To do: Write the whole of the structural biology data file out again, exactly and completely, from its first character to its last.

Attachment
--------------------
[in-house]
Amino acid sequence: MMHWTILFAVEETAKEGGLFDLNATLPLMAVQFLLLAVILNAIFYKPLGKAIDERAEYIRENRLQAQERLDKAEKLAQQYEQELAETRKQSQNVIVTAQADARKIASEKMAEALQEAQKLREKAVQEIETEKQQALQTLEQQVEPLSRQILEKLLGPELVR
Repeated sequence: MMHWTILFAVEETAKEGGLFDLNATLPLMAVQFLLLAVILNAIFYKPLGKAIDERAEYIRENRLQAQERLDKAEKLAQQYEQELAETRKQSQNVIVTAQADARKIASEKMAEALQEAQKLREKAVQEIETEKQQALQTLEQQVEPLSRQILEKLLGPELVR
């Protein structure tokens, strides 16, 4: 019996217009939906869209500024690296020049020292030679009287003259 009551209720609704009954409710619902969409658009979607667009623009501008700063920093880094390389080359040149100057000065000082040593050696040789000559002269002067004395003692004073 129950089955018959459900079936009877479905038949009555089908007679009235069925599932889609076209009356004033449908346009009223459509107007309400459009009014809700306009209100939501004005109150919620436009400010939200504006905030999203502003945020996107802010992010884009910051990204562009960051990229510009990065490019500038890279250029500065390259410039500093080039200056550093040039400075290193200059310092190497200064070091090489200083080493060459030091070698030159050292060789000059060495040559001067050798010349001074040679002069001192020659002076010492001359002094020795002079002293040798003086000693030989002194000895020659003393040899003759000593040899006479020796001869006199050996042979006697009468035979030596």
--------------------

[in-house]
Amino acid sequence: MMHWTILFAVEETAKEGGLFDLNATLPLMAVQFLLLAVILNAIFYKPLGKAIDERAEYIRENRLQAQERLDKAEKLAQQYEQELAETRKQSQNVIVTAQADARKIASEKMAEALQEAQKLREKAVQEIETEKQQALQTLEQQVEPLSRQILEKLLGPELVR
Repeated sequence: MMHWTILFAVEETAKEGGLFDLNATLPLMAVQFLLLAVILNAIFYKPLGKAIDERAEYIRENRLQAQERLDKAEKLAQQYEQELAETRKQSQNVIVTAQADARKIASEKMAEALQEAQKLREKAVQEIETEKQQALQTLEQQVEPLSRQILEKLLGPELVR
């Protein structure tokens, strides 16, 4: 019996217009939906869209500024690296020049020292030679009287003259 009551209720609704009954409710619902969409658009979607667009623009501008700063920093880094390389080359040149100057000065000082040593050696040789000559002269002067004395003692004073 129950089955018959459900079936009877479905038949009555089908007679009235069925599932889609076209009356004033449908346009009223459509107007309400459009009014809700306009209100939501004005109150919620436009400010939200504006905030999203502003945020996107802010992010884009910051990204562009960051990229510009990065490019500038890279250029500065390259410039500093080039200056550093040039400075290193200059310092190497200064070091090489200083080493060459030091070698030159050292060789000059060495040559001067050798010349001074040679002069001192020659002076010492001359002094020795002079002293040798003086000693030989002194000895020659003393040899003759000593040899006479020796001869006199050996042979006697009468035979030596």